Their question is about authority.  If John is not the Messiah, not Elijah, and not the Prophet, if he’s only “a voice,” then why is he baptizing?  What gives him the right to do this?  To their minds, it’s inconceivable that someone could come along and start doing this out of nowhere.  Yes, John himself was a Levite, the son of a priest, but that didn’t give him the authority to start baptizing Jews like they were Gentiles.  In their eyes, he was acting provocatively.   It’s like the man on the street who stands at an intersection directing traffic.  The traffic lights are working.  He’s not a police officer.  But he decides to take it on himself to start directing traffic.  Who does he think he is?  What gives him the right?

John’s answer is in verses 26 and 27.  The Baptist says, “Sure, I baptize Jews with water, and that might get you agitated, but you haven’t seen anything yet.  Already among you is one who is far greater than me.  You don’t know him yet, you’re not acquainted with him.  But soon you will be.  He’s so much greater than me that I’m not even worthy of untying his sandals.”  By the way, untying sandals was the work of slaves.  John says that, compared to Christ, he is lower than a slave.  The One who is coming has infinitely more authority and power.  John the Baptist was pointing to him and who he was.  John was not about himself, but about Jesus. 

Interestingly, the Gospel According to John doesn’t describe the baptism of Jesus by John the Baptist.  It’s mentioned as something that happened in the past later in verse 32.  But it appears that the baptism of Jesus took place before our text.  John has seen the Spirit descend on Jesus in the form of a dove.  John has heard the voice from heaven declaring who Jesus is:  the beloved Son of God.  In the meantime, Jesus has been out in the wilderness being tempted by Satan.  Soon he will begin his public ministry and the priests and Levites and everyone else will hear and see him.  But John is preparing the way, giving them a heads-up that they should be ready for one far greater than he is.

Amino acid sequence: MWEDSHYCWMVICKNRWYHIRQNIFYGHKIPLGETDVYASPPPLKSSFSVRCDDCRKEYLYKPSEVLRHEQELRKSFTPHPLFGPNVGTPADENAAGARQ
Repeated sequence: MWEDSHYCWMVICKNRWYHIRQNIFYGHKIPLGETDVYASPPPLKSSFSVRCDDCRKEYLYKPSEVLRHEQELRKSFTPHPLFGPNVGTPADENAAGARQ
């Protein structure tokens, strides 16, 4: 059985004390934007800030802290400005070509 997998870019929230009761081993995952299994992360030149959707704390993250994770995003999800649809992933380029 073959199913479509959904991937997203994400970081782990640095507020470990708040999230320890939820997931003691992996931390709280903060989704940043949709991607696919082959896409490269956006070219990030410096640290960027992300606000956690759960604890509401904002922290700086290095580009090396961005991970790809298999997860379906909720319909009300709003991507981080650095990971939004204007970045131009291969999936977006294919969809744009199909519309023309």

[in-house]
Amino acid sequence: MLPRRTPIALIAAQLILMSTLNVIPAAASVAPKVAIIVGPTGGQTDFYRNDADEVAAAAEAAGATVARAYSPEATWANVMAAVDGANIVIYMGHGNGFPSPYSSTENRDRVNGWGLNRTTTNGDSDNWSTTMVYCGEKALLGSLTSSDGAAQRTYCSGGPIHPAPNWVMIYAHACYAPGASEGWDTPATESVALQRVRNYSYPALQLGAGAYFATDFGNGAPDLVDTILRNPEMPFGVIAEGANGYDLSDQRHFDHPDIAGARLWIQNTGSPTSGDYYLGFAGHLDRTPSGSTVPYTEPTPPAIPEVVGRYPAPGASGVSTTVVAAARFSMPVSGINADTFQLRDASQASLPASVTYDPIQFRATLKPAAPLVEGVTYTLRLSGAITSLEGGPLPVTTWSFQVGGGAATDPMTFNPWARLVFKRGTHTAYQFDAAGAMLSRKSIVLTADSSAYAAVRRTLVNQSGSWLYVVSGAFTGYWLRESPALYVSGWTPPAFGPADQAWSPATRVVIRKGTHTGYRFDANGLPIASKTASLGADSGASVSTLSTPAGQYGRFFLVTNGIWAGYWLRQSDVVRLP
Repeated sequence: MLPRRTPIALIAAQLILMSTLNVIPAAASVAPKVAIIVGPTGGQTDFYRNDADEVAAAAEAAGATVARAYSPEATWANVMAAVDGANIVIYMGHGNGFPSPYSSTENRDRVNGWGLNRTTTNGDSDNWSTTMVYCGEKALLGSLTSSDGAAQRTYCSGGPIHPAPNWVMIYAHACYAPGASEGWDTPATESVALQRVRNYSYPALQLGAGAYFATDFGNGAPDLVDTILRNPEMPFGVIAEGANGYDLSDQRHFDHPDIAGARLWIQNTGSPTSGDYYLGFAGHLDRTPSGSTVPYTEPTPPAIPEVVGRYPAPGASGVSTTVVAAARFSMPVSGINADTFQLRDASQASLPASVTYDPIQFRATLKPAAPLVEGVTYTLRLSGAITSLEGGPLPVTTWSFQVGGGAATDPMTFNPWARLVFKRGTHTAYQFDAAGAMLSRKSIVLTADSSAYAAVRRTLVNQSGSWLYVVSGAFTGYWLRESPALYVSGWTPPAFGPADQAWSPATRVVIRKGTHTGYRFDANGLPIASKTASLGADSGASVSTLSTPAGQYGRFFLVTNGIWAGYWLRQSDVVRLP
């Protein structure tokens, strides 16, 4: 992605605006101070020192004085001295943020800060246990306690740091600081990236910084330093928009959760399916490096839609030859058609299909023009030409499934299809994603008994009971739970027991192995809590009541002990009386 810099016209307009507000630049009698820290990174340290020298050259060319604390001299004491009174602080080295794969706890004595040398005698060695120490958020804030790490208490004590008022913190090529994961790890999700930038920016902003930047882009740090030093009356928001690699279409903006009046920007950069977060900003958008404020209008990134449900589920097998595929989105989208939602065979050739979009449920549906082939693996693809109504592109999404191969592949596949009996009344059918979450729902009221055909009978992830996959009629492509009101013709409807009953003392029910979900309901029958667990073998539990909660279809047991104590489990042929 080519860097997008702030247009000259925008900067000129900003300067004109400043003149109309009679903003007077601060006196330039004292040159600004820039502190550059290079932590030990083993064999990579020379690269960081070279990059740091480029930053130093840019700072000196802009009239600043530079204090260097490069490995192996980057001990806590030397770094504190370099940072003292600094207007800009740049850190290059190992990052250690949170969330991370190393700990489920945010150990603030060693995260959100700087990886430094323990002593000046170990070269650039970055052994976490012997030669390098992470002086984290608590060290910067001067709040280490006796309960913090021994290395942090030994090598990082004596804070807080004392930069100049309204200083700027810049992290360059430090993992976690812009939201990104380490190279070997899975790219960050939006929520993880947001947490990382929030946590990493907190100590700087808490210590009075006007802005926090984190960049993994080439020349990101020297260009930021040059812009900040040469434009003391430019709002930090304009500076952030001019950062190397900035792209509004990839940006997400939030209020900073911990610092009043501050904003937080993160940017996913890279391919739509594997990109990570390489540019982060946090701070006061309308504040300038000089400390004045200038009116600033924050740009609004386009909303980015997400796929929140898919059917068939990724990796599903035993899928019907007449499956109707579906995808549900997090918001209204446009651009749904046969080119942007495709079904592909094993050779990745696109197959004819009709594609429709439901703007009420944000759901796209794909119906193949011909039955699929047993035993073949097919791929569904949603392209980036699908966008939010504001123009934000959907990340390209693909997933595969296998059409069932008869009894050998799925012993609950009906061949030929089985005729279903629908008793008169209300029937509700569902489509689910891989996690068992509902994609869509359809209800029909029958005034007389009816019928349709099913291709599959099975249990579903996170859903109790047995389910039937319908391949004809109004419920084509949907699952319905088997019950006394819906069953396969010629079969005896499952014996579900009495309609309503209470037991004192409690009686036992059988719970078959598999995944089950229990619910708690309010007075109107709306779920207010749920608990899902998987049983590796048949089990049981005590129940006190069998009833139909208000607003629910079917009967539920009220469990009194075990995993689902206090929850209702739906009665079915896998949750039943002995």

It might appear as if John the Baptist didn’t answer their question.  They asked why he was baptizing.  What gave him the authority to do that?  In response, he pointed to Christ.  And the implication is that God sent him with the authority to make straight the way of the Lord, to prepare the way for Christ by baptizing and preaching repentance.  That’s implied in his quote from Isaiah 40.  John understood his mission and who was behind it.  Indeed, if you read Luke 1 and what the angel of the Lord said to Zechariah, you’ll know that God did indeed send John to do this.  Zechariah must surely have told his son about the message of the angel Gabriel.  John must have heard from his father how he’d been created by God to “to make ready for the Lord a people prepared.”